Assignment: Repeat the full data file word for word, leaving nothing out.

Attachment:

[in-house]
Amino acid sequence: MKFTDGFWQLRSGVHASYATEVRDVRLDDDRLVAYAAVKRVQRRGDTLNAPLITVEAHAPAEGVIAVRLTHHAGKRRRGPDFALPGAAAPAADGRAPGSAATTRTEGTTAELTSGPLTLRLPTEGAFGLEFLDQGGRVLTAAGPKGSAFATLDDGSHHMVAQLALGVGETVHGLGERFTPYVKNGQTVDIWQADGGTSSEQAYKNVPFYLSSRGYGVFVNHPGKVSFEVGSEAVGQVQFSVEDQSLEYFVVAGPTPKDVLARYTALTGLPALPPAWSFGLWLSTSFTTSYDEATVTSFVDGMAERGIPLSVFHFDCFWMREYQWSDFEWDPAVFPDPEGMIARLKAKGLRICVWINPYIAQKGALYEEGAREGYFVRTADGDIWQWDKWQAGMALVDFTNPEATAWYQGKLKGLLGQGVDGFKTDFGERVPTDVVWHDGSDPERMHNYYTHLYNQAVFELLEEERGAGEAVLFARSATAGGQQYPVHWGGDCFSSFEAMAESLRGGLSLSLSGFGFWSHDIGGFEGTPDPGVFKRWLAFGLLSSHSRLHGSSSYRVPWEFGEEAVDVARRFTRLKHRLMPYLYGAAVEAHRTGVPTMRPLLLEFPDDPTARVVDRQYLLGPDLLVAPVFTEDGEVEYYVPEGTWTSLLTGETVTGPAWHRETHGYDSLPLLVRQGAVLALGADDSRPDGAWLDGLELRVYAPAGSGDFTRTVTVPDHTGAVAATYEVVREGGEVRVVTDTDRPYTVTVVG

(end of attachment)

[in-house]
Amino acid sequence: MKFTDGFWQLRSGVHASYATEVRDVRLDDDRLVAYAAVKRVQRRGDTLNAPLITVEAHAPAEGVIAVRLTHHAGKRRRGPDFALPGAAAPAADGRAPGSAATTRTEGTTAELTSGPLTLRLPTEGAFGLEFLDQGGRVLTAAGPKGSAFATLDDGSHHMVAQLALGVGETVHGLGERFTPYVKNGQTVDIWQADGGTSSEQAYKNVPFYLSSRGYGVFVNHPGKVSFEVGSEAVGQVQFSVEDQSLEYFVVAGPTPKDVLARYTALTGLPALPPAWSFGLWLSTSFTTSYDEATVTSFVDGMAERGIPLSVFHFDCFWMREYQWSDFEWDPAVFPDPEGMIARLKAKGLRICVWINPYIAQKGALYEEGAREGYFVRTADGDIWQWDKWQAGMALVDFTNPEATAWYQGKLKGLLGQGVDGFKTDFGERVPTDVVWHDGSDPERMHNYYTHLYNQAVFELLEEERGAGEAVLFARSATAGGQQYPVHWGGDCFSSFEAMAESLRGGLSLSLSGFGFWSHDIGGFEGTPDPGVFKRWLAFGLLSSHSRLHGSSSYRVPWEFGEEAVDVARRFTRLKHRLMPYLYGAAVEAHRTGVPTMRPLLLEFPDDPTARVVDRQYLLGPDLLVAPVFTEDGEVEYYVPEGTWTSLLTGETVTGPAWHRETHGYDSLPLLVRQGAVLALGADDSRPDGAWLDGLELRVYAPAGSGDFTRTVTVPDHTGAVAATYEVVREGGEVRVVTDTDRPYTVTVVG